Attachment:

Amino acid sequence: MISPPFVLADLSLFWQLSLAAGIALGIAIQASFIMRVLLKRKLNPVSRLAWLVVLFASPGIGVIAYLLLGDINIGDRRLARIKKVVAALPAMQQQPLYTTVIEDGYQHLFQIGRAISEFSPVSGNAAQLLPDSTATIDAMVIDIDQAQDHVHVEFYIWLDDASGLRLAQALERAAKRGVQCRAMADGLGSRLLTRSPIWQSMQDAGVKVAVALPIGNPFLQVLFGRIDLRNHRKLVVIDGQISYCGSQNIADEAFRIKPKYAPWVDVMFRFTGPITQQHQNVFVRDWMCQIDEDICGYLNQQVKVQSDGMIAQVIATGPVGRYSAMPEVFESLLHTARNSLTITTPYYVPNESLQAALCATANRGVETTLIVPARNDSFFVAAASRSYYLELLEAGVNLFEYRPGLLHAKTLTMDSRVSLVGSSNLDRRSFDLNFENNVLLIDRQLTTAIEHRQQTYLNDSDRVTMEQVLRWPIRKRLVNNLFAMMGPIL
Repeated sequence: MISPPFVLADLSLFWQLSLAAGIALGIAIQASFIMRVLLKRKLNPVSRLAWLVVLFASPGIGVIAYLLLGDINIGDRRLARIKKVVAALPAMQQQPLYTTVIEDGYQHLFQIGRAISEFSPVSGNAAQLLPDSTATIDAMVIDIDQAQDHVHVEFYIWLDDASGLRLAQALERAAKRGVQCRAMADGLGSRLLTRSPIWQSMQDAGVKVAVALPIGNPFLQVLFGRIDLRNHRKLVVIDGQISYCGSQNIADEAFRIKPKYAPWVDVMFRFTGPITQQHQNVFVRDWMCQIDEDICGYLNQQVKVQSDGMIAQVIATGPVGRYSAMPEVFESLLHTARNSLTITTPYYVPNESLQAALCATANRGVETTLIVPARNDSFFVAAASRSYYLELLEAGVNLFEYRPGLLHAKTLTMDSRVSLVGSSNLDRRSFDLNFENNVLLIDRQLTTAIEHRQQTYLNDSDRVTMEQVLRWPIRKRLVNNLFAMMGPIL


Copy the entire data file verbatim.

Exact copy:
Amino acid sequence: MISPPFVLADLSLFWQLSLAAGIALGIAIQASFIMRVLLKRKLNPVSRLAWLVVLFASPGIGVIAYLLLGDINIGDRRLARIKKVVAALPAMQQQPLYTTVIEDGYQHLFQIGRAISEFSPVSGNAAQLLPDSTATIDAMVIDIDQAQDHVHVEFYIWLDDASGLRLAQALERAAKRGVQCRAMADGLGSRLLTRSPIWQSMQDAGVKVAVALPIGNPFLQVLFGRIDLRNHRKLVVIDGQISYCGSQNIADEAFRIKPKYAPWVDVMFRFTGPITQQHQNVFVRDWMCQIDEDICGYLNQQVKVQSDGMIAQVIATGPVGRYSAMPEVFESLLHTARNSLTITTPYYVPNESLQAALCATANRGVETTLIVPARNDSFFVAAASRSYYLELLEAGVNLFEYRPGLLHAKTLTMDSRVSLVGSSNLDRRSFDLNFENNVLLIDRQLTTAIEHRQQTYLNDSDRVTMEQVLRWPIRKRLVNNLFAMMGPIL
Repeated sequence: MISPPFVLADLSLFWQLSLAAGIALGIAIQASFIMRVLLKRKLNPVSRLAWLVVLFASPGIGVIAYLLLGDINIGDRRLARIKKVVAALPAMQQQPLYTTVIEDGYQHLFQIGRAISEFSPVSGNAAQLLPDSTATIDAMVIDIDQAQDHVHVEFYIWLDDASGLRLAQALERAAKRGVQCRAMADGLGSRLLTRSPIWQSMQDAGVKVAVALPIGNPFLQVLFGRIDLRNHRKLVVIDGQISYCGSQNIADEAFRIKPKYAPWVDVMFRFTGPITQQHQNVFVRDWMCQIDEDICGYLNQQVKVQSDGMIAQVIATGPVGRYSAMPEVFESLLHTARNSLTITTPYYVPNESLQAALCATANRGVETTLIVPARNDSFFVAAASRSYYLELLEAGVNLFEYRPGLLHAKTLTMDSRVSLVGSSNLDRRSFDLNFENNVLLIDRQLTTAIEHRQQTYLNDSDRVTMEQVLRWPIRKRLVNNLFAMMGPIL